Looking at how the 2022 Mariners project on Opening Day in the Year of Ichiro
Forget 2022, we’re dubbing this year the “Year of Ichiro,” as the Mariners plan to honor the iconic Ichiro Suzuki this year with his Mariners Hall of Fame Weekend among other special events. Today the Mariners made a final few cuts from the spring training roster, throwing into relief what looks like the group they’ll bring to Minnesota for the season opener this Thursday. Here’s how the Mariners project to look on Opening Day in this, the Year of Ichiro:
Hamilton and Souza Jr. were the two remaining question marks in determining the Mariners’ bench, but it looks like neither will make the team. The spring training roster is now at 32 players, and once players are moved to the IL—Ken Giles (finger), Evan White (sports hernia), Casey Sadler (shoulder), and Kyle Lewis (cries)—that should give the Mariners the 28 players they need for the Opening Day roster.
Starting Pitchers (5):
LHP Robbie Ray, RHP Logan Gilbert, LHP Marco Gonzales, RHP Chris Flexen, RHP Matt Brash
This is the projected rotation order, with Gilbert taking the #2 slot to break up the two lefties in the rotation and newly-named starter Matt Brash rounding things out. This rotation offers a ton of different looks for hitters, from Ray’s 180-degree turnaround to Gilbert’s Oops! All Elbows extension to Brash’s ball-hiding delivery.
Diego Castillo, Matt Festa, Andrés Muñoz, Yohan Ramírez, Sergio Romo, Paul Sewald, Drew Steckenrider, Erik Swanson, Justus Sheffield (LHP), Anthony Misiewicz (LHP)
Festa is the surprise here; the 29-year-old has struck out seven in just 4.2 innings this spring after a strong performance in Triple-A Tacoma last year (31 Ks in 21 innings with a 2.95 ERA in the hitter-friendly PCL). Festa hasn’t pitched in MLB since 2019 due to TJ surgery and the cancellation of the minors in 2020, but it looks like the Mariners are ready to give him another shot at the bigs.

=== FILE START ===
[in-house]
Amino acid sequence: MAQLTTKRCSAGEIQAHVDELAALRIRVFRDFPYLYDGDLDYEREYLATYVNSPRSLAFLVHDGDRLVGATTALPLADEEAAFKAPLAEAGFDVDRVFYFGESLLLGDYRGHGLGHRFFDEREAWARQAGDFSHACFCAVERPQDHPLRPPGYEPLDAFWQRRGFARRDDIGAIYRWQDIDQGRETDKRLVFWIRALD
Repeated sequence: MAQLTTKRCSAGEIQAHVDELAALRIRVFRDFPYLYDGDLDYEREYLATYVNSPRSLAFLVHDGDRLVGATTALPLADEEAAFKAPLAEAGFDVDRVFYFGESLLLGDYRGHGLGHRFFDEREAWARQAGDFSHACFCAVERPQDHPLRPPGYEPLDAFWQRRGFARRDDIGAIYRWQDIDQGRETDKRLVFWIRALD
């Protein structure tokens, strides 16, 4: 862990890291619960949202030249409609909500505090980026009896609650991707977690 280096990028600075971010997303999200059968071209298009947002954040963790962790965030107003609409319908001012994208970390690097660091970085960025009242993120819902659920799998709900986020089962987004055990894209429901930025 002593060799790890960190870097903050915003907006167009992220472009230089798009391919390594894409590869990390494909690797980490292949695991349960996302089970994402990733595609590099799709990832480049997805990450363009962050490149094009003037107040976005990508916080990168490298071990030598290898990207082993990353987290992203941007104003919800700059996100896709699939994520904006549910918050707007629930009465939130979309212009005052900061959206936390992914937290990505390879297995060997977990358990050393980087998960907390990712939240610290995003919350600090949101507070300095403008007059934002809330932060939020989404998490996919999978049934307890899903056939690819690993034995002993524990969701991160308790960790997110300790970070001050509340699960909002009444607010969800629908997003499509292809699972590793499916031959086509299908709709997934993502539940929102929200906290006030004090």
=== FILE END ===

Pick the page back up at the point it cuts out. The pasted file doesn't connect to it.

Tom Murphy, Cal Raleigh, Luis Torrens
The Mariners will carry three catchers, at least to start the year, although Torrens, as the strongest hitter of the three, will likely see time both at first base and DH in order to get his bat into the lineup. It will be interesting to see how much run the team gives him at catcher, but he’s hit well enough over the spring to force the team to make a spot for him somewhere, and equally interesting to see what the team does once rosters contract in May.
J.P. Crawford, Ty France, Adam Frazier, Dylan Moore, Eugenio Suárez, Abraham Toro
The team technically lists Moore and Frazier (???) as “INF/OF” but if I see Frazier and his 77% success rate in left, I will be throwing hands. (Dylan Moore and his +5 OAA in LF can stay in the superutility role.) Interestingly the team doesn’t list Toro as part of the INF/OF crew, although we’ve also seen Toro get a few reps in left which has been…adventurous, but he’s another one whose bat has to get in the lineup somehow.
Mitch Haniger, Jarred Kelenic, Julio Rodríguez, Jesse Winker
As strong as the Mariners infield defense projects to be, the outfield defense should be—wait, I already used the word “adventurous”? Yikes. Julio appears to have edged out Kelenic for the center field job, with the Mariners willing to bank on Julio’s stronger arm and tolerate some rookie mistakes from him for now. Let’s set realistic expectations: Julio is going to make mistakes in unfamiliar big-league outfields; he is going to lose balls over his head at times and make bad reads. The hope is his superior athleticism will help cancel out a lot of those rookie mistakes, and his innate ability to learn and adjust will clean up the rest. It’s important for Julio to be successful so that Kelenic can settle into left, and Jesse Winker can settle into a regular DH role, but prepare yourselves accordingly: an outfield full of Gold Glovers, this will not be.